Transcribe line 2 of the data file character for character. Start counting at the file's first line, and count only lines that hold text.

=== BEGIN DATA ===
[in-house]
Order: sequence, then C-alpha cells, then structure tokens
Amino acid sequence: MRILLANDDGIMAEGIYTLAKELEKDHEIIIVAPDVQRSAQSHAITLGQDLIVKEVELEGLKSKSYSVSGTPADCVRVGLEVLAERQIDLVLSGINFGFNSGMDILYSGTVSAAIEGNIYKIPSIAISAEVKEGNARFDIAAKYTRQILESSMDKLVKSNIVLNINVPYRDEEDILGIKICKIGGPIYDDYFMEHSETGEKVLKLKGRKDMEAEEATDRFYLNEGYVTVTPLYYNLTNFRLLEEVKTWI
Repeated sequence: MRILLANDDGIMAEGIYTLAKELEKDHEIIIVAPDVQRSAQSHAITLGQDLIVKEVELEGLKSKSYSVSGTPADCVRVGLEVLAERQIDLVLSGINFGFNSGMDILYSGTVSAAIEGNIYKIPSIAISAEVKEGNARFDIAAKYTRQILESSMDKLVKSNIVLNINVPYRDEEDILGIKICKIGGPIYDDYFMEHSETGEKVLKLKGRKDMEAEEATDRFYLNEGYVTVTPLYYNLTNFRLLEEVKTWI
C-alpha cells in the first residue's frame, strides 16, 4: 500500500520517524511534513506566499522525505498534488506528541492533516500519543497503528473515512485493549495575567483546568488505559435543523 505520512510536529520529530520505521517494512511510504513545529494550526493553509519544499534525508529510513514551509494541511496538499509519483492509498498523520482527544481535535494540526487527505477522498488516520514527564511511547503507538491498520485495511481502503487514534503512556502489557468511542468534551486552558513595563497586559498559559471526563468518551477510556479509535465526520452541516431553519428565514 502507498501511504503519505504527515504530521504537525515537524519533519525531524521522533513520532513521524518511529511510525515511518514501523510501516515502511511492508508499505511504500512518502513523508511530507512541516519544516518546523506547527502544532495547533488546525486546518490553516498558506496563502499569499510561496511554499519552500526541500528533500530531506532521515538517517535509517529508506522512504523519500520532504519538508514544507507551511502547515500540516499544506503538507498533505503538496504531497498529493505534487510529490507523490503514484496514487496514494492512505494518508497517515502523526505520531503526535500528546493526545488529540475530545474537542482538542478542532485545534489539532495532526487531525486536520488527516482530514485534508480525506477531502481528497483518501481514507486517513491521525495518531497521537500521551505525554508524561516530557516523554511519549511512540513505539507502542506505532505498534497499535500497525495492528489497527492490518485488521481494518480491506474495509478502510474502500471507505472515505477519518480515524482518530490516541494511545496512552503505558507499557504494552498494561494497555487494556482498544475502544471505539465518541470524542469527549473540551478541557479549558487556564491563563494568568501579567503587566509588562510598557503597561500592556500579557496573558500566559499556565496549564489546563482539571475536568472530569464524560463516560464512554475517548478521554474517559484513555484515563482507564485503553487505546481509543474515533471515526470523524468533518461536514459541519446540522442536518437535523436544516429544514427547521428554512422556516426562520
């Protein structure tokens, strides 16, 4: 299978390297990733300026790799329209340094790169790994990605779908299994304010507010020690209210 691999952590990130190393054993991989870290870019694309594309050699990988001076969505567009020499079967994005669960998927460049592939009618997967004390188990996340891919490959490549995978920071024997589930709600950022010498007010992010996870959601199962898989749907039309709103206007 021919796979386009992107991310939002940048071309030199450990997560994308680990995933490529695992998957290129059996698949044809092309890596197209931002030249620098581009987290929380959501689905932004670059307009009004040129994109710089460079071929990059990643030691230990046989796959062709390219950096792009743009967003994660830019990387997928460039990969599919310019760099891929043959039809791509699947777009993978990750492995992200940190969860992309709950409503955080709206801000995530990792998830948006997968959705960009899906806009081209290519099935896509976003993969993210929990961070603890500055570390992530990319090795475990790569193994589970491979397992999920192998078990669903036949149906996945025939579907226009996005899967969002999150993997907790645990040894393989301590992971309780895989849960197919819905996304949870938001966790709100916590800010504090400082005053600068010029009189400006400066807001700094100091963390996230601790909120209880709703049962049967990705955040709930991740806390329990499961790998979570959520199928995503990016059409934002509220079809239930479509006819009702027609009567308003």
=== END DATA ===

Order: sequence, then C-alpha cells, then structure tokens